The City Guide to Nuremberg: a view of a street with Medieval buildings in the inner city

Living in Nuremberg

Nuremberg has a global reputation for the arts thanks to its huge array of theaters, concert halls, museums, and art galleries. The local economy is prosperous, so industrial and professional jobs are relatively easy to come by. Plus, the entire city is connected by one of the most efficient public transport networks in Europe.

Transport in Nuremberg

Nuremberg makes getting around easy for commuters and city-dwellers alike. Ride your bike, rent a car, or take advantage of the public transport network.

Public Transport
Nuremberg’s public transport company VGN has excellent options for local travel, its tram and bus networks, as well as the S-Bahn network. You can travel for a day around the entire city for as little as €9. Trains also run regularly from the city center to outlying districts, nearby towns, and all of Germany’s largest cities.

The Deutschland-Ticket is a new option introduced in 2023, allowing you to travel on all public transport all over Germany for only €49 per month. It also includes unlimited travel on all local trains, if you feel like exploring the country, it’s an excellent option. You can buy this ticket from the VGN, or Deutsche Bahn (DB), the German national railway company, online and at travel centers.

Taxis and Car-sharing

Taxis are ubiquitous in Nuremberg. Simply hail one on the street, and you’ll be charged an initial €4.50 plus around €2 for every kilometer you travel.

Sightseeing in Nuremberg

Nuremberg has an illustrious history and it attracts thousands of tourists every year as a result. The most famous attractions are related to the city’s culture and history.

Hauptmarkt (Main Market Square)

Located in the center of the city, Hauptmarkt is a wonderful open-air market filled with stalls selling everything from fresh vegetables to crafts. This is a huge market, so bring your walking shoes.

Christkindlesmarkt (Christmas Market)

Nuremberg’s Christmas market beautifully encapsulates the magic of German Christmas. As well as a multitude of market stalls, there is a nativity scene and a scene depicting the origin of the Christkind – the forerunner to the legend of Santa Claus.

Handwerkerhof (Artisan’s Yard)

Handwerkerhof is one of the oldest parts of the city and is characterized by its beautiful medieval structures. This is predominantly a retail area, but most of the stores are owned by local shop owners.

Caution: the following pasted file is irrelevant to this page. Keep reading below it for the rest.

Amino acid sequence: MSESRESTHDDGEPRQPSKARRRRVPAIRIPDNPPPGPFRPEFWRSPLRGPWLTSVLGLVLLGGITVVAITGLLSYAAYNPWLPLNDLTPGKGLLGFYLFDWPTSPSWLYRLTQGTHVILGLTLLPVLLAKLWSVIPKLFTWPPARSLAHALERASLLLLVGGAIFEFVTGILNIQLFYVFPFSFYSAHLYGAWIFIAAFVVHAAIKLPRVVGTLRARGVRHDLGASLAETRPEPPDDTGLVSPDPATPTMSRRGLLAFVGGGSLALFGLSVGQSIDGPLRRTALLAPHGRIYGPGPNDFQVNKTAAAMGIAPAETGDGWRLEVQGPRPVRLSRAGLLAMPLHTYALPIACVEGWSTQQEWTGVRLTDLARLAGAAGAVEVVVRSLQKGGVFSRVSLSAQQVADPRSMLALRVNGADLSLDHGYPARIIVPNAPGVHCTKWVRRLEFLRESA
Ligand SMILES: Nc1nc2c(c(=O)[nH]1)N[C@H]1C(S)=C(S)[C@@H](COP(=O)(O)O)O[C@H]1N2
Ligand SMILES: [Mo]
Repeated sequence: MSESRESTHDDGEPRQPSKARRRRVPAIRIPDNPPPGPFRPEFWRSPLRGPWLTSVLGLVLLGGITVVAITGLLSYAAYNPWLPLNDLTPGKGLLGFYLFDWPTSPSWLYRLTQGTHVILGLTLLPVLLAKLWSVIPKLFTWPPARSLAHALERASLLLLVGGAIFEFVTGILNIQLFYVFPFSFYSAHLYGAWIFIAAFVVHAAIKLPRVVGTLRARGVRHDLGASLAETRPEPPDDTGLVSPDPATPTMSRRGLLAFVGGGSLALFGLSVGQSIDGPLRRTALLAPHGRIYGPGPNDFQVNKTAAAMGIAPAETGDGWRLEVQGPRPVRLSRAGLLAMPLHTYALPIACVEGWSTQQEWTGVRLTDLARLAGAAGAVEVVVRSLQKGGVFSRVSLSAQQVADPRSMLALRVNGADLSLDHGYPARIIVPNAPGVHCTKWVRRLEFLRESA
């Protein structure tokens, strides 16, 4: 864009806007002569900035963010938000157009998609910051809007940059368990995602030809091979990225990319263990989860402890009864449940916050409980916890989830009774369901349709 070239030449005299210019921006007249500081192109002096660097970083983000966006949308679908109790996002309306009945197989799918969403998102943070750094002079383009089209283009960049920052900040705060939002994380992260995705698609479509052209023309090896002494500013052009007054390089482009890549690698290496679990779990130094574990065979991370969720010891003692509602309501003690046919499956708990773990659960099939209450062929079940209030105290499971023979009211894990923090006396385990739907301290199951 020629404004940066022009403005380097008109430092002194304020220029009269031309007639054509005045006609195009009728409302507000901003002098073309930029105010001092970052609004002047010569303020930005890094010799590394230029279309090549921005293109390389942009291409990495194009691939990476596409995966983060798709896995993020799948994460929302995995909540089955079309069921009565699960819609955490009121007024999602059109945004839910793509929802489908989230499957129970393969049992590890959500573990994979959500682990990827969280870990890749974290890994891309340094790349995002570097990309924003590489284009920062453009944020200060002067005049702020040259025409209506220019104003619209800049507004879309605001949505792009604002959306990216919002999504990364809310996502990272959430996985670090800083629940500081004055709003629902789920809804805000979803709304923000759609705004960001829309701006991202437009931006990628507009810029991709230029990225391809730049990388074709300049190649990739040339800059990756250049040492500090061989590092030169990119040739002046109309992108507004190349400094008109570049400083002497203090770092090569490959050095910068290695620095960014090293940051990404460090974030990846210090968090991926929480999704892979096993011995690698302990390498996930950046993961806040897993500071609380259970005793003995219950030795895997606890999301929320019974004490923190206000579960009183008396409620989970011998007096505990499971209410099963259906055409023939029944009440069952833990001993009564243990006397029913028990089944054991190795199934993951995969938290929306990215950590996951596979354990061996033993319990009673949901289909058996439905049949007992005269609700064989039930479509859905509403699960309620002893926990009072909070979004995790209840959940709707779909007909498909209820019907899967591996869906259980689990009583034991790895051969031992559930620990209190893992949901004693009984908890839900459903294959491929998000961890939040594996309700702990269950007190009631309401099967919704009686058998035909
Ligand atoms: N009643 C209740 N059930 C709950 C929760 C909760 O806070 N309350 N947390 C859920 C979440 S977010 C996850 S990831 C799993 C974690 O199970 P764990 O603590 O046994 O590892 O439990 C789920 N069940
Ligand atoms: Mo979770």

Kaiserburg (Imperial Castle)

Kaiserburg is the Imperial Castle of Nuremberg and dates back to the Middle Ages. This incredible structure was an official royal residence as far back as 1050 and is filled with examples of ancient architecture and religious relics.

Lorenzkirche (St. Lawrence Church)

This grand Medieval church in the heart of the former free imperial city is a jaw-dropping example of German architecture. Dedicated to Saint Lawrence, the church had to be almost fully rebuilt after it was hit by Allied bombs during World War Two.

Albrecht Dürer’s House

The former house of artist Albrecht Dürer is now a living museum. Great efforts have been made to ensure the property looks exactly as it did at the time of Dürer’s death in 1509.

Welcome to Nuremberg!

Nuremberg offers an exciting and enriching experience for expats. It combines the charm of an old-world city with the conveniences of a modern metropolis. It’s a city that embraces diversity and offers a high quality of life, making it an exciting and welcoming place for expats.

You can make make your relocation process easier and faster by finding a home in Nuremberg with Wunderflats. With its wide selection of quality furnished apartments, helpful customer service, and easy solutions, Wunderflats has everything you need to make your move a success.

To get started, visit wunderflats.com.

If you’re also interested in other German cities and enjoyed our guide to Düsseldorf, take a look at our guides to Berlin, Munich, and Hamburg!